Hong Kong International Airport (HKG)

The taxi finally stopped at the Terminal 1 of Hong Kong International Airport (HKG) after an hour long, chaotic and terrifying drive to the airport. The driver, who didn’t know a word in English, was bone-tired and was almost falling a sleep on every traffic lights we pulled in. I was petrified and tried to chat him up with my basic Mandarin. It was tough and we were not able understand each other but at least I kept him awake. We fought the language barrier nearly whole journey but finally we found our moment of affinity. I used the word “feiji” which means plane in Chinese. He reacts surprisingly vigorous and started to wave both of his hands imitating the birds wings and shouting “feiji”, “feiji”, “feiji”. Additionally he released the steering wheel for a couple of seconds which taught me never mentioned it again and even stop talking at all. When we arrived at terminal entrance, despite early morning, I was already exhausted, so as my wife which was suspiciously silent and holding my hand tide during the whole ride. She also looked grateful that our taxi adventure is over. So was I. Originally we intended to get to the airport by MTR Airport Express train but as our flight was so early the line was closed. In a very good mood we entered a huge and glazed Terminal 1 which was relatively empty at 6 a.m. on that Saturday morning.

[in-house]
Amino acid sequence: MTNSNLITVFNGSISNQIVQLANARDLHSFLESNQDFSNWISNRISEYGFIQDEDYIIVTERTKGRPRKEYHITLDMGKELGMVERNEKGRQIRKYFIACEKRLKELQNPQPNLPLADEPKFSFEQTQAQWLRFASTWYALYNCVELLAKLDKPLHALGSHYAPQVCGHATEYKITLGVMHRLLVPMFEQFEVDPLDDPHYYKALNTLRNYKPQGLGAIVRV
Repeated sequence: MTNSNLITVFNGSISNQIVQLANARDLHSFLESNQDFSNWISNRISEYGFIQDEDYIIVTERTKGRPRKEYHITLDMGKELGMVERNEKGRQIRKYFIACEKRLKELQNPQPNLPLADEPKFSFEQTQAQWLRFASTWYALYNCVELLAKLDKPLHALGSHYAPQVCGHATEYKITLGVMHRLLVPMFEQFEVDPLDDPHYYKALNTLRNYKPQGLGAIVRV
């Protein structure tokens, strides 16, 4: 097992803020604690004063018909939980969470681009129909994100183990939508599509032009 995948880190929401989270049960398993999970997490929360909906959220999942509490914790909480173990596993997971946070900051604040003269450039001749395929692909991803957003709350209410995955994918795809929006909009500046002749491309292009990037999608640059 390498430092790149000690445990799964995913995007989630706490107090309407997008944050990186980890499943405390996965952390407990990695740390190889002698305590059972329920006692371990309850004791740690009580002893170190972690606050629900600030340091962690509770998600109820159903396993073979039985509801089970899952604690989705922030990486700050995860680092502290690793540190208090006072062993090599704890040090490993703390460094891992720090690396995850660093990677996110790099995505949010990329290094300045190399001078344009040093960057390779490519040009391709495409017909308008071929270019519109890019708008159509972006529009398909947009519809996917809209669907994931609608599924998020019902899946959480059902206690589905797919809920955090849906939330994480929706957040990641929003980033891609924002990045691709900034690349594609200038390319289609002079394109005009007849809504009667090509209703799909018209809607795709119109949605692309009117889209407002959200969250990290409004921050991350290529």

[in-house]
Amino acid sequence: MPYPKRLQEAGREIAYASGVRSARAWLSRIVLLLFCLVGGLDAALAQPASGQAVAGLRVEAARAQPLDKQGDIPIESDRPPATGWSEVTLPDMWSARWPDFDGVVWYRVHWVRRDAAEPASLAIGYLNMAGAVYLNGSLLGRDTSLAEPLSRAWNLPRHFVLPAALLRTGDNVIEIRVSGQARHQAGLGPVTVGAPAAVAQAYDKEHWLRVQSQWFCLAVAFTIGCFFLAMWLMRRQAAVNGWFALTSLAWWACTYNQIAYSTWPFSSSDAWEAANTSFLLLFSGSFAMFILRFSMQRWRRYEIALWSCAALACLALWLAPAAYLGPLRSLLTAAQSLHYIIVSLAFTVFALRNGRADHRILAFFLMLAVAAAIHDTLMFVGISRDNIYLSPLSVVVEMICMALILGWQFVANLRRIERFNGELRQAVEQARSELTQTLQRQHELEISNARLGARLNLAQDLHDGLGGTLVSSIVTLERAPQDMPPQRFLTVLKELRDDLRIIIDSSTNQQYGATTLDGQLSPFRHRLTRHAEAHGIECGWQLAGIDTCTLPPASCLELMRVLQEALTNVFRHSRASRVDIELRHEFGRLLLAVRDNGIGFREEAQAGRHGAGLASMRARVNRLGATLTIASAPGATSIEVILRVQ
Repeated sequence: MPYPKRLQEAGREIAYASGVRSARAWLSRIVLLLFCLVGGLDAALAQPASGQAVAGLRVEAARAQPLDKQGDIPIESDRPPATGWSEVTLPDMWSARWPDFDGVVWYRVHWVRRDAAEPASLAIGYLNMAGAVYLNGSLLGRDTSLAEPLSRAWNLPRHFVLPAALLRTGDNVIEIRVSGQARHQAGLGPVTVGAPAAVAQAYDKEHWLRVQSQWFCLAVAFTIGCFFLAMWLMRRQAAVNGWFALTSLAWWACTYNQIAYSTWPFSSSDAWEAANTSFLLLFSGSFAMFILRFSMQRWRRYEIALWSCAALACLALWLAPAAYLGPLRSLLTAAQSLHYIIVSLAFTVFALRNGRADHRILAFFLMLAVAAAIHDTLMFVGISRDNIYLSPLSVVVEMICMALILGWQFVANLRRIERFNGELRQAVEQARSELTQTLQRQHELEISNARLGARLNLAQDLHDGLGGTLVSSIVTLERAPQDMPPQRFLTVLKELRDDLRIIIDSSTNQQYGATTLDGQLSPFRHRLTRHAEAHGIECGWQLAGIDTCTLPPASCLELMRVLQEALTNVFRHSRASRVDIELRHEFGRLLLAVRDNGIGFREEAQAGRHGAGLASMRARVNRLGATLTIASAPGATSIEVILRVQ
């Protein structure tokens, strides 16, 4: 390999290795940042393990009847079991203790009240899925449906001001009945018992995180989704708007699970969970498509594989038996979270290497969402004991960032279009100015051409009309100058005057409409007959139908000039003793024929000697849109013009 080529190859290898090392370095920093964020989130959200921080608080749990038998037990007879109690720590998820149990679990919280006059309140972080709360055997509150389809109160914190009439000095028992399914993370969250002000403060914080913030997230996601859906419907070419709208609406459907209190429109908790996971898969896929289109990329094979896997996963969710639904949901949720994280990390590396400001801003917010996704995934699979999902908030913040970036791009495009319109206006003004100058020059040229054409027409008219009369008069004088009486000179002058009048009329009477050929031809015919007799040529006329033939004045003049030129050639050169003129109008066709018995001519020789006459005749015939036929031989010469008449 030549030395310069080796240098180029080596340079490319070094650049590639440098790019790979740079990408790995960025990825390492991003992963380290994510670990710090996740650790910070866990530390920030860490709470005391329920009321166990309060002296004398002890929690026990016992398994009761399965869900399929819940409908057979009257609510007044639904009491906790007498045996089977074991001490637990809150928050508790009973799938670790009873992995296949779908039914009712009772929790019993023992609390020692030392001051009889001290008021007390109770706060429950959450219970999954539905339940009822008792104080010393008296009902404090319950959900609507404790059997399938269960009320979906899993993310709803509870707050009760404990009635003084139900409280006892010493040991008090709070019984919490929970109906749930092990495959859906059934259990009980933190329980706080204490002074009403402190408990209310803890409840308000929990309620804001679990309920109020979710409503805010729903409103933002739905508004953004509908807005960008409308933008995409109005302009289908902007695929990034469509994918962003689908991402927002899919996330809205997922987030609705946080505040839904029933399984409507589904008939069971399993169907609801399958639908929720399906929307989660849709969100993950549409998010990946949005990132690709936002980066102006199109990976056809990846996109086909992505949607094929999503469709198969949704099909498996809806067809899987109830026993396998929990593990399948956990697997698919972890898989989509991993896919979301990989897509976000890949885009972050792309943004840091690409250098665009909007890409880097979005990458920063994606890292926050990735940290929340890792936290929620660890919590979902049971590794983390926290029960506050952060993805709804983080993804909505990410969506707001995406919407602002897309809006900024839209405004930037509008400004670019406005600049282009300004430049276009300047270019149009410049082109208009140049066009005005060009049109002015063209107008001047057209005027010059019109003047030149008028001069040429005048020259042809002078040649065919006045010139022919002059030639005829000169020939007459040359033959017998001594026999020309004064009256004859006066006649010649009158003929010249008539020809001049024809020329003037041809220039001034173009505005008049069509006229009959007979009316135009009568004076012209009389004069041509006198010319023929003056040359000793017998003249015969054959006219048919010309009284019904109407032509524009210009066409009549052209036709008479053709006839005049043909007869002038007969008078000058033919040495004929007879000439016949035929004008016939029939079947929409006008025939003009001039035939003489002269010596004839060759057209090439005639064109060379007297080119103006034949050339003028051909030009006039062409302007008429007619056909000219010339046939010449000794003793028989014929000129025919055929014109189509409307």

The building was very spacious and well-lit in contrast to the darkness outside. It looked very modern, considering it was build in 1998 and absolutely massive and well organized. We didn’t have any problems with finding check in desks of Hong Kong Airlines, but as the queue was quite long we decided to use self-check in machines. Whole process was super efficient and easy. We were asked to scan our passports and were able to choose our seats. Luckily we were able to book two seats on the left side of the plane. I was happy because the aisle separated us from the passengers on our right and we had some privacy. I really like to fly Airbus A330/340 planes in economy as they have 2-4-2 seating configuration. After checking in only for a couple of minutes we stopped by baggage drop off counter and soon we were on our way to security check. It was a bottle neck of the airport. Wide check in area narrowed dramatically once we approach security. The queue looked long and slow, but I soon realized how wrong I was. Although the doors to this area was small the security facilities were also really huge and soon all the waiting passengers (including us) were served. I was happy because it meant we had more time to spot the planes and admire the size, architecture and duty free shops of HKG.